Vol. 14 No. 1-2 (2020)


The status of agricultural financing by commercial banks in Zimbabwe

Published June 30, 2020
Blessing Ropafadzo Chigunhah
Chinhoyi University of Technology, Zimbabwe
, Ezekia Svotwa
2. Department of Crop Science and Post-Harvest Technology, Chinhoyi University of Technology, Zimbabwe
, Tendai J. Mabvure
Department of Accounting and Finance, Chinhoyi University of Technology
, Gerald Munyoro
Graduate Business School, Chinhoyi University of Technology, Zimbabwe
, Lovemore Chikazhe
Department of Marketing, Chinhoyi University of Technology, Zimbabwe
How to Cite
Selected stlye: APA
Chigunhah, B. R., Svotwa, E., Mabvure, T. J. ., Munyoro, G., & Chikazhe, L. (2020). The status of agricultural financing by commercial banks in Zimbabwe. Applied Studies in Agribusiness and Commerce, 14(1-2), 45–56. https://doi.org/10.19041/APSTRACT/2020/1-2/6

Copyright (c) 2020 Univesity o f Debrecen, Faculty of Economics and Business, Hungary

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This work is licensed under a Creative Commons Attribution-NonCommercial 4.0 International License.

Agricultural finance is indispensable for enhancing productive capacity in both small-scale and commercial farming. This study sought to establish the current status of agricultural financing by 12 registered and operational commercial banks in Zimbabwe in the year 2019. Questionnaires and interview guides were used to collect data. SPSS and NVivo were used for data analysis. All the commercial banks participated in agricultural financing with an average agricultural loan portfolio of 30%. However, their participation in agricultural lending is yet to reach the pre-land reform maximum of 91.3% attained in 1999. Land tenure and weather risks, as well as lack of collateral among farmers reduced the banks’ appetite for lending to the agricultural sector. The majority of the commercial banks offered value chain finance, invoice finance, overdraft facilities, and term loans to agricultural sector clients that mainly included; suppliers, medium-scale, and large-scale commercial farmers. The study established a mismatch in the demand and supply of loans in the medium to long term tenure range of 1 to more than 3 years. There was low demand for 1-3-year tenure loans according to the commercial banks, and a corresponding deficit in the supply of highly demanded longer-term loans of more than 3 years for capital expenditure (CAPEX). Therefore, government should aim to; stabilize currency; arrest hyperinflation; restore economic stability; address land tenure to ensure the bankability of the 99-year Lease; and create an environment that is conducive for investment in climate and weather resilience infrastructure. Local farmers should also invest in human and physical capital to improve their access to bank credit.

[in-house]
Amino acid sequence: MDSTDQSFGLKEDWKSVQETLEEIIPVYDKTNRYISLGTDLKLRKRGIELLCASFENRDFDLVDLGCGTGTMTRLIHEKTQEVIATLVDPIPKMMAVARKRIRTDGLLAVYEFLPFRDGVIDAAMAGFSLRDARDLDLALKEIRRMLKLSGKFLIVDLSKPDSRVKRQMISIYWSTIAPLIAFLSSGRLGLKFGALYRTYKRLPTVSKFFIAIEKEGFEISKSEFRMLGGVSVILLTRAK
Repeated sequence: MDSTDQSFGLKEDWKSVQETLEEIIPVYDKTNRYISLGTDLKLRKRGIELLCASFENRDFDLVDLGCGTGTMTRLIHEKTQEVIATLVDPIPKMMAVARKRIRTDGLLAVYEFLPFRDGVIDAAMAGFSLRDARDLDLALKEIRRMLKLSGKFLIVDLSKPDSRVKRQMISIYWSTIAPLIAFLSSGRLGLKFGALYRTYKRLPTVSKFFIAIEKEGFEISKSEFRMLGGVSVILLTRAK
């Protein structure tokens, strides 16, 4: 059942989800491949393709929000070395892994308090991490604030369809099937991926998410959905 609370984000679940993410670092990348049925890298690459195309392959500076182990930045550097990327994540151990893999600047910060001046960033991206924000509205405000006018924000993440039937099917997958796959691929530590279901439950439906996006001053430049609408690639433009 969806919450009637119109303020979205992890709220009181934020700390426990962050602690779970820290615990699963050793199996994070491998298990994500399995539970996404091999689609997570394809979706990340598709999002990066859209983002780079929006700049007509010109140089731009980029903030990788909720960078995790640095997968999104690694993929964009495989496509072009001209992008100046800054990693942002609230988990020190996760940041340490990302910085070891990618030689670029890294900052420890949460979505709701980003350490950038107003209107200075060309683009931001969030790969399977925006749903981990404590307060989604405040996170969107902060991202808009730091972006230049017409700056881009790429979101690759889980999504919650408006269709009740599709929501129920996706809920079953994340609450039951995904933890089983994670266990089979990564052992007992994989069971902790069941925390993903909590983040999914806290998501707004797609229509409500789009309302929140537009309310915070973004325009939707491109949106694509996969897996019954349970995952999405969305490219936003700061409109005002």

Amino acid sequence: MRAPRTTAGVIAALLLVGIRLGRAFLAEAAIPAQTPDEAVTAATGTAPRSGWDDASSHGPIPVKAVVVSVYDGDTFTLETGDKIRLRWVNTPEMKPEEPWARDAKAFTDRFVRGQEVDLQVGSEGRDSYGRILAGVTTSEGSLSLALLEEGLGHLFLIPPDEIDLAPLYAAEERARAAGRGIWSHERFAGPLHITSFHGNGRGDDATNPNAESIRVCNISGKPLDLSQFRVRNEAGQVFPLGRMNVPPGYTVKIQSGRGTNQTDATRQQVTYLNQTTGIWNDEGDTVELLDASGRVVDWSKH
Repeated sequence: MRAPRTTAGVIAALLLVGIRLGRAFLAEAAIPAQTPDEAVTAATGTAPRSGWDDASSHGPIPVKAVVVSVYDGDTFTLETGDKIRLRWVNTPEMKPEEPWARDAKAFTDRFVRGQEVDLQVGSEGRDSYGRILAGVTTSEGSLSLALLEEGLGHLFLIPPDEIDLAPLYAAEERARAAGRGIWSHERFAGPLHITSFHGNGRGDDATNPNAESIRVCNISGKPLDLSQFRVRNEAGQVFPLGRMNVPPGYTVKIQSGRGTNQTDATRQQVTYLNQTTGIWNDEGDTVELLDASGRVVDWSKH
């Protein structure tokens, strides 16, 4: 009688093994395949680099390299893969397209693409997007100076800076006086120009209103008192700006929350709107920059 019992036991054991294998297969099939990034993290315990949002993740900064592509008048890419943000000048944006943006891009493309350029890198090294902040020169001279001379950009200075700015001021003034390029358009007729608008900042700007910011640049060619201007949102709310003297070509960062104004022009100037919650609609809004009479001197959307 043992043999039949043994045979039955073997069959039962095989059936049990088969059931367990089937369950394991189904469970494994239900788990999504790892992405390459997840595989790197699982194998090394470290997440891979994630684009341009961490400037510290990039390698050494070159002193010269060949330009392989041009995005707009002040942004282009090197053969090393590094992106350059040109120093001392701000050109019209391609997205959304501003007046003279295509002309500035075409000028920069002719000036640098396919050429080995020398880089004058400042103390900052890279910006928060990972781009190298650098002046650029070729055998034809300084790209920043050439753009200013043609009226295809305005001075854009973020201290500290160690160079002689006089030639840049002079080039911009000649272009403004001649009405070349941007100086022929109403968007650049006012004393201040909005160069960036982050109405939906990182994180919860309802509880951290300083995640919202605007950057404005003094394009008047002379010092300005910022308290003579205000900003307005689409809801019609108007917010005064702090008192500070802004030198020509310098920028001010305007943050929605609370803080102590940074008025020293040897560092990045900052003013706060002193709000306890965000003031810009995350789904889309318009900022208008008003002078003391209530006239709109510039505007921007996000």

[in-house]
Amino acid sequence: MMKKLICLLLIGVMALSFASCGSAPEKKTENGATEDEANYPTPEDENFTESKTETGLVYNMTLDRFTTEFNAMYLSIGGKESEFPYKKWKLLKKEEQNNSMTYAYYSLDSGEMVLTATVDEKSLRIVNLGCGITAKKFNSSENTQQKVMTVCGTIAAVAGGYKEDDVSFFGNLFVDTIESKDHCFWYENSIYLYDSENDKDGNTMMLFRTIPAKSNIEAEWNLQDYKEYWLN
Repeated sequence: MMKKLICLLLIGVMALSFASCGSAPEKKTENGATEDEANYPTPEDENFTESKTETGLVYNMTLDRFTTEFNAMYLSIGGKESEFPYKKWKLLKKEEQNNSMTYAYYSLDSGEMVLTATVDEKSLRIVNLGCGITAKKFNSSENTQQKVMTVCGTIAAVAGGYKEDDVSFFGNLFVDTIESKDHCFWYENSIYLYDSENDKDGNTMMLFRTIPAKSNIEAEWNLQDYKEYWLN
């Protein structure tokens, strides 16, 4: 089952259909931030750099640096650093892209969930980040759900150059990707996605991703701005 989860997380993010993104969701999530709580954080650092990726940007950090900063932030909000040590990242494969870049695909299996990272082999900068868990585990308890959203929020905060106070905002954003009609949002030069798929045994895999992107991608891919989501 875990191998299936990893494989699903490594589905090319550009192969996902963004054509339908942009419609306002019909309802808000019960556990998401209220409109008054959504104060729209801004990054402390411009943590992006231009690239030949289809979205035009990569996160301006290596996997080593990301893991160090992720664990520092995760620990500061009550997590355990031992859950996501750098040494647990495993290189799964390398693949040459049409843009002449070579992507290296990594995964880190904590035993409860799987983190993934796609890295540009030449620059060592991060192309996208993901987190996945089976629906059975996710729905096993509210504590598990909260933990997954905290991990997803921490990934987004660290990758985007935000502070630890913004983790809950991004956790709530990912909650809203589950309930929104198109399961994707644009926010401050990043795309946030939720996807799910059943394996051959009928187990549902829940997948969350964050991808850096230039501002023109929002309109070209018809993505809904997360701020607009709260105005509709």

JEL Code: Q14


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